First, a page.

16: The Principal’s Office for Grown-Ups

I suspect all gargoyles were modeled after people stuck in immigration waiting rooms.

Yesterday, we went to the police office to process some exit paperwork. I opened the door to the sleek glass and grey office and was met with a powerful smell. It was the aroma of fear. For the first time since we came here, the waiting room was packed. Only minutes after I arrived, people were lining up outside the door.

I was the only natural blond in the room, a racist remark I suppose but in these days when in an immigration room full of Arab types, one does get a little nervous and when I noticed two angry-looking men at opposite ends of the room signalling to each other, I eyed their jackets closely for signs of bomb-vests. No paranoia here, just a well-informed person who watches world news and shudders.

Bureaucracy is a bear.

As it turns out, they were signalling about me. I moved to a seat next to one and struck up a conversation. It is the reporter’s way of dealing with fear: Just start talking to the suspicious-looking person and see where that goes. Also, it put me closer to the exit.

The man said he only spoke German, but he was a quick study because when I prattled on, he suddenly spoke pretty good English. I have this gift that whoever I talk to magically acquires fluency in English, even as they deny it. I cannot explain this.

He lost most of his furious look when I asked him if I was in line behind him – I knew already that I was, but I suspected that with no formal line-up structure, the waiting room ‘clients’ were fearful of someone cutting in front of them. Nowhere is line-cutting more fraught with peril than in an immigration office full of people fleeing unstable countries. With the line-up firmly established and agreed upon, the two men relaxed a little, but not too much. They still had a meeting with stern bureaucrats in front of them.

Later, Dave and I went out and spent too much money on a steak dinner, just to calm our nerves. We’re not fleeing an oppressive government, but the atmosphere still rattles us.

The fun wasn’t over for me yet. Today I visited the bank on what was a mere administrative matter correcting a goof they made this month, but that turned into an impromptu interrogation.

Were I in Canada, I would have not answered any questions, demanded to know why they were so snoopy and reminded them that the error was theirs, not mine. But I am not in Canada. I have less status here than babies riding in strollers. So, I smiled, nodded, and got out of there as fast as I could, headed to the Lollipop store to load up on Jelly Bellys.

Switzerland is still a lovely country, but it doesn’t matter where you are when you’re a foreigner. You are still subject to the terrors of immigration and bank offices, which are the adult equivalent of a school principal’s office, circa 1960s, complete with leather straps.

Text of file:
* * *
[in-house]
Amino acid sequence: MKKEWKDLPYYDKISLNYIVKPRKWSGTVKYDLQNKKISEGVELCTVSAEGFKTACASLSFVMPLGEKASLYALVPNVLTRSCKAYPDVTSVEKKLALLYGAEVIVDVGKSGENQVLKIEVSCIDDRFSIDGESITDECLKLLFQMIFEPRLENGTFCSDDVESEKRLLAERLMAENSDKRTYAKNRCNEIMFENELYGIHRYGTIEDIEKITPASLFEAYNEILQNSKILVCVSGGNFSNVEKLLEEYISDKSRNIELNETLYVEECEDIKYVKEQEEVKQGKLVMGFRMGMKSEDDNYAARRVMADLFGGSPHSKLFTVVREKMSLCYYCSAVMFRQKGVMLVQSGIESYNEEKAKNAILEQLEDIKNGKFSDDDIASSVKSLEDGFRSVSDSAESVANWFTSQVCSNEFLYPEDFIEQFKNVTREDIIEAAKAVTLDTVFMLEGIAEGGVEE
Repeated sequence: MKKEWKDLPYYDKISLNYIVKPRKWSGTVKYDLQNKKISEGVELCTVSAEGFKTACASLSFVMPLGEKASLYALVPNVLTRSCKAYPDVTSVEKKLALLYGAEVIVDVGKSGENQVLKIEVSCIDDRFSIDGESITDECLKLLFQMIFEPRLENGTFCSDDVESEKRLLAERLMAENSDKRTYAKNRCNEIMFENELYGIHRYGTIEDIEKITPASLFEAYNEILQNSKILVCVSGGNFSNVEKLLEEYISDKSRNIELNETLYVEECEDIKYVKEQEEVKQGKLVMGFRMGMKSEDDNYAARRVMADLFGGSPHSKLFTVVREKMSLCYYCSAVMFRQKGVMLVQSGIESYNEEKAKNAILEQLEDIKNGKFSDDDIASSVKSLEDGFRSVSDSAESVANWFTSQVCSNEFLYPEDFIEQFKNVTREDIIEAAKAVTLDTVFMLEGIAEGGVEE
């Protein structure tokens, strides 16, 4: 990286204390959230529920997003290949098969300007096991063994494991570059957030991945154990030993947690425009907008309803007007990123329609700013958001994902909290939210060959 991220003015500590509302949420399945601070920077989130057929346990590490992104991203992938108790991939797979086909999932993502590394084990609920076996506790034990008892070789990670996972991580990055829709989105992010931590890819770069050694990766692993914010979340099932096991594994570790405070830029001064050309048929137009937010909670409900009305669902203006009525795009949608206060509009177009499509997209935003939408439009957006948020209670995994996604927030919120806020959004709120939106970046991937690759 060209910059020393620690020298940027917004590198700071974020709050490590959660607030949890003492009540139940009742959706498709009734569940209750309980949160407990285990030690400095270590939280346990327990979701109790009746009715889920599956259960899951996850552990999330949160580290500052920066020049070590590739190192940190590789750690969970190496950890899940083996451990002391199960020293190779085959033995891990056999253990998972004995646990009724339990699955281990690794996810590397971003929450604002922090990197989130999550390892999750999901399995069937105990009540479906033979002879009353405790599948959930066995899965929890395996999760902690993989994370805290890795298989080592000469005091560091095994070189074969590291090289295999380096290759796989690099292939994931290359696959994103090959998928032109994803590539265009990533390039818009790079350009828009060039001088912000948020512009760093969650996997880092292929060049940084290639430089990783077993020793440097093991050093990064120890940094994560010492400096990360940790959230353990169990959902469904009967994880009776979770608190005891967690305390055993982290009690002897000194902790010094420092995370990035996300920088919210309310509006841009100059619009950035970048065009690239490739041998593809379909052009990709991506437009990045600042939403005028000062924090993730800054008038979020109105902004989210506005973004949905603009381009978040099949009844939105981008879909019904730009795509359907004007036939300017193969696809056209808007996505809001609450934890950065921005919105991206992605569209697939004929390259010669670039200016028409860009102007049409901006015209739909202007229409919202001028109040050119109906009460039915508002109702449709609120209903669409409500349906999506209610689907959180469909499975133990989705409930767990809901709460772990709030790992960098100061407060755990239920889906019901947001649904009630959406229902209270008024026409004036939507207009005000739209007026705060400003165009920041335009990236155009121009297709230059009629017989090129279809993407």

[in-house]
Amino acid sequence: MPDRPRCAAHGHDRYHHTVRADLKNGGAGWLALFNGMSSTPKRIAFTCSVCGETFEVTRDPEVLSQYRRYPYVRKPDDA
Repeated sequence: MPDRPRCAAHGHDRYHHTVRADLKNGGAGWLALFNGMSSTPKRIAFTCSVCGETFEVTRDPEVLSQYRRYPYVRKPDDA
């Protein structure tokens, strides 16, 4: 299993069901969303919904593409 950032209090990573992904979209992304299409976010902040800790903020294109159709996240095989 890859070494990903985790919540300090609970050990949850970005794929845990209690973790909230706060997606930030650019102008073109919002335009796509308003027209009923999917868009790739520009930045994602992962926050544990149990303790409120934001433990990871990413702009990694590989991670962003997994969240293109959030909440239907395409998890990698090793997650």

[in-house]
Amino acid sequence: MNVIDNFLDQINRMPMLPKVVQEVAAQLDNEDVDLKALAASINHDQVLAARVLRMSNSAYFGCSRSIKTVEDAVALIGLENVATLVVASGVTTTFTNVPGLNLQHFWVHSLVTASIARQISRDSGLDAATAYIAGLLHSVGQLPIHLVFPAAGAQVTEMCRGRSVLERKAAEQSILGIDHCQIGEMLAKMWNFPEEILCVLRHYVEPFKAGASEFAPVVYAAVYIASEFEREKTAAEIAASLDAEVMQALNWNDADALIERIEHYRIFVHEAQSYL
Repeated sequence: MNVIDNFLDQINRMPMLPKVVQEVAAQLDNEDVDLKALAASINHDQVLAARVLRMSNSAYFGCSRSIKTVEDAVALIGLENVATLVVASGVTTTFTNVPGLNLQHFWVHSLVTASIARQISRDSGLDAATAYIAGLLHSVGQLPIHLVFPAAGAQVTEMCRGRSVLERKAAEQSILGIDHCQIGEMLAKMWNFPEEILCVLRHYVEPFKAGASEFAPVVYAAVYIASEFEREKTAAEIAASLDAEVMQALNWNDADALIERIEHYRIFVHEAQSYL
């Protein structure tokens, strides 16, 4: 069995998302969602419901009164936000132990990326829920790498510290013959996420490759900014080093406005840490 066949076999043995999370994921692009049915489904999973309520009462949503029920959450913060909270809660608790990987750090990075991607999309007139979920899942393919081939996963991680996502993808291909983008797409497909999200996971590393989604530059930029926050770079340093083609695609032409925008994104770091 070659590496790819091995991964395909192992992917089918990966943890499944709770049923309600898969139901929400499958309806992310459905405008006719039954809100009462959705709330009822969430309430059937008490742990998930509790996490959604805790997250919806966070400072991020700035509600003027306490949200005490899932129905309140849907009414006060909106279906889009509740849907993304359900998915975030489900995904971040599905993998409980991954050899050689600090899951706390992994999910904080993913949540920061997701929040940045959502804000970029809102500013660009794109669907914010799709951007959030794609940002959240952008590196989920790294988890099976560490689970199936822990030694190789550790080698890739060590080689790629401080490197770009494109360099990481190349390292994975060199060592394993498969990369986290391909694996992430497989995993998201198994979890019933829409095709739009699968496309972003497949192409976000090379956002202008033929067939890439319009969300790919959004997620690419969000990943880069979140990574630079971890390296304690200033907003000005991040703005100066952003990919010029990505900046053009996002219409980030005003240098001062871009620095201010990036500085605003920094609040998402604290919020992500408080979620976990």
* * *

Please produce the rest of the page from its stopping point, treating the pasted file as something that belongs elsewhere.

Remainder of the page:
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It is only fair to add that the cantonal bureaucrat we usually deal with on these visits is the nicest person, very helpful and soothing. It is also only fair to add that one of her colleagues strikes fear in our hearts.

 

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24: Money, money, money.

Sure the Swiss annoy us with their endless palms-up-give-us-some-more-money approach to life, but no one can deny that they have cool urban spaces. This row in our town’s medieval district appears to house the drug-and-alcohol-addled, based on our observation while enjoying a coffee at a cafe across the street.

In the news that North America is still the best place to live, here’s a little tidbit: Dave’s boss incorporated his company and then leased a company car. In keeping with the Swiss dictum that all facets of life must be subject to a fee structure, Dave’s boss has to pay an annual $300 fee for the radio because his “employees” get to enjoy it, and by “employees,” Swiss bureaucrats mean the boss himself.

It just so happens that the team carpools together. It is not that much of a stretch to imagine that if this comes to the attention of the Swiss government, they could try to apply a $300 fee per person.

It may be that this money goes toward paying royalties, but it seems that radio stations already pay royalties for the music they play, so  probably this fee just goes to pay the salary of the fee-overseers.

Friends of ours renting an apartment are currently in a tangle with their landlord who is trying to charge them $600 for cleaning the lobby in their building. This is a big surprise to them. They thought they were a lawyer and accountant couple. Who knew they were also janitors?

In similar fee-nuisance news (or newsance): Buy a television set and pay $400 in ownership fees every year that you own the set. Someone is making money on this. I don’t think it’s the television manufacturers, vendors or buyers. It seems to be the government.

If you learn anything by living in different countries, it is that every place has its own way of organizing itself economically, and so perhaps this ladling-on  of fees makes sense in the broader picture, but it remains that every foreigner we know living and working here in Switzerland is here primarily for this reason: To see Europe. 

At the same time, every foreigner I’ve known in Canada gives me one reason for uprooting themselves from their homelands to move to a place where they have to learn a new language and often retread their academic credentials and endure some ethnic/cultural/racial discomfort. It is this: To make a better life for them and their family.

There is an air of fun to the first group, but an air of serious endeavor and earnestness in the second. No one in Europe yet has told me they are here for a better life, because the better life is across the Atlantic, and that is where we are headed in only 24 more days.

Note: Despite the possibly grouchy tone of this post, I still say the Swiss are sweethearts. If you get a chance to come here, take it.

46: Under the watchful eyes of Swiss authorities